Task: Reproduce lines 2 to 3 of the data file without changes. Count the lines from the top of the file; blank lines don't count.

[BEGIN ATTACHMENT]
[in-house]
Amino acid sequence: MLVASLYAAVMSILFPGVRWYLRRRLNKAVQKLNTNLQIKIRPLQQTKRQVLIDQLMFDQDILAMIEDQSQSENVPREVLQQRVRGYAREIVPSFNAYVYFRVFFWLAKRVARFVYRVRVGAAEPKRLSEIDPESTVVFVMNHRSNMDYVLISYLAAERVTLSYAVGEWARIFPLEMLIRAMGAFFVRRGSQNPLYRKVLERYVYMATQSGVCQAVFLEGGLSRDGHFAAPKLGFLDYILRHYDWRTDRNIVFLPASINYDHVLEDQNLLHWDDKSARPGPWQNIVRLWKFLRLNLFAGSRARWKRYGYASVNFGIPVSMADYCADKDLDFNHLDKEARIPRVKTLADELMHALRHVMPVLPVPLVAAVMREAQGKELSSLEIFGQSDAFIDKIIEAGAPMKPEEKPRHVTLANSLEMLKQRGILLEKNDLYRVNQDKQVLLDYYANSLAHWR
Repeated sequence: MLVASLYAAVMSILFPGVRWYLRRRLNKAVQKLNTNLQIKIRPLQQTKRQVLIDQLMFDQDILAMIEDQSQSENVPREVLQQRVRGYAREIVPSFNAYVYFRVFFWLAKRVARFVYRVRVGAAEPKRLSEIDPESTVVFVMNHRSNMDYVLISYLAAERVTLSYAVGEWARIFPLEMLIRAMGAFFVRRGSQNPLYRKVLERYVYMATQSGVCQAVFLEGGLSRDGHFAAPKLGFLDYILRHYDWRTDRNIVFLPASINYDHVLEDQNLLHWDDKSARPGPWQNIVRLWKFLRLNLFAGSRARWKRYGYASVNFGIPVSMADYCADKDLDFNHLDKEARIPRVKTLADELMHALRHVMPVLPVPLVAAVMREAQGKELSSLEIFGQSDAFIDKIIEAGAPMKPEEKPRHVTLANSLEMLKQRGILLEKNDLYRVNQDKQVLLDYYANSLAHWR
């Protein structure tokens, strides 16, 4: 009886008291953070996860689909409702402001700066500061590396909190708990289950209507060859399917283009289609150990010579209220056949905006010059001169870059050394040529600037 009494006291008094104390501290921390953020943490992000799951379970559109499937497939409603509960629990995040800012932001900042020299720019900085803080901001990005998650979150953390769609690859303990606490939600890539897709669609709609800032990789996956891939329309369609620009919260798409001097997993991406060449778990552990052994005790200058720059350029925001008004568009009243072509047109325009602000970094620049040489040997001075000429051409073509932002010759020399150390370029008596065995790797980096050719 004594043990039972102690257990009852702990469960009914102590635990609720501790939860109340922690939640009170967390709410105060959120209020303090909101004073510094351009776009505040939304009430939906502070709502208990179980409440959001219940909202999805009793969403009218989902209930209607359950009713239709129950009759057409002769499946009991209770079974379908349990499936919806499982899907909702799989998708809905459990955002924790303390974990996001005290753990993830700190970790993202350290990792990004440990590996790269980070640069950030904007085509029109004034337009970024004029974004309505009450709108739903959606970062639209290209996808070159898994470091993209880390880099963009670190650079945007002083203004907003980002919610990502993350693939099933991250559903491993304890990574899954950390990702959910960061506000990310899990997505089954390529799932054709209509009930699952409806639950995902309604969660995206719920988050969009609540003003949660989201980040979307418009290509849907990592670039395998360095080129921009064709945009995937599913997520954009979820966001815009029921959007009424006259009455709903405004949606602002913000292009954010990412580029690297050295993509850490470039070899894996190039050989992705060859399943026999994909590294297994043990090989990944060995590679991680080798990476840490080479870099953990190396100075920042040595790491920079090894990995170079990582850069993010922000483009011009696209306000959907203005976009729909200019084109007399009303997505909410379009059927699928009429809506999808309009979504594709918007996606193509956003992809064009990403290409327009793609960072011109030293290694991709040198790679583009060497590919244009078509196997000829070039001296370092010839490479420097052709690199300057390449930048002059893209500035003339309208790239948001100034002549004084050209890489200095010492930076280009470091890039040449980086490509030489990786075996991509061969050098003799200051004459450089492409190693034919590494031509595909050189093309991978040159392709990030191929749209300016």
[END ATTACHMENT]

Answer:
Amino acid sequence: MLVASLYAAVMSILFPGVRWYLRRRLNKAVQKLNTNLQIKIRPLQQTKRQVLIDQLMFDQDILAMIEDQSQSENVPREVLQQRVRGYAREIVPSFNAYVYFRVFFWLAKRVARFVYRVRVGAAEPKRLSEIDPESTVVFVMNHRSNMDYVLISYLAAERVTLSYAVGEWARIFPLEMLIRAMGAFFVRRGSQNPLYRKVLERYVYMATQSGVCQAVFLEGGLSRDGHFAAPKLGFLDYILRHYDWRTDRNIVFLPASINYDHVLEDQNLLHWDDKSARPGPWQNIVRLWKFLRLNLFAGSRARWKRYGYASVNFGIPVSMADYCADKDLDFNHLDKEARIPRVKTLADELMHALRHVMPVLPVPLVAAVMREAQGKELSSLEIFGQSDAFIDKIIEAGAPMKPEEKPRHVTLANSLEMLKQRGILLEKNDLYRVNQDKQVLLDYYANSLAHWR
Repeated sequence: MLVASLYAAVMSILFPGVRWYLRRRLNKAVQKLNTNLQIKIRPLQQTKRQVLIDQLMFDQDILAMIEDQSQSENVPREVLQQRVRGYAREIVPSFNAYVYFRVFFWLAKRVARFVYRVRVGAAEPKRLSEIDPESTVVFVMNHRSNMDYVLISYLAAERVTLSYAVGEWARIFPLEMLIRAMGAFFVRRGSQNPLYRKVLERYVYMATQSGVCQAVFLEGGLSRDGHFAAPKLGFLDYILRHYDWRTDRNIVFLPASINYDHVLEDQNLLHWDDKSARPGPWQNIVRLWKFLRLNLFAGSRARWKRYGYASVNFGIPVSMADYCADKDLDFNHLDKEARIPRVKTLADELMHALRHVMPVLPVPLVAAVMREAQGKELSSLEIFGQSDAFIDKIIEAGAPMKPEEKPRHVTLANSLEMLKQRGILLEKNDLYRVNQDKQVLLDYYANSLAHWR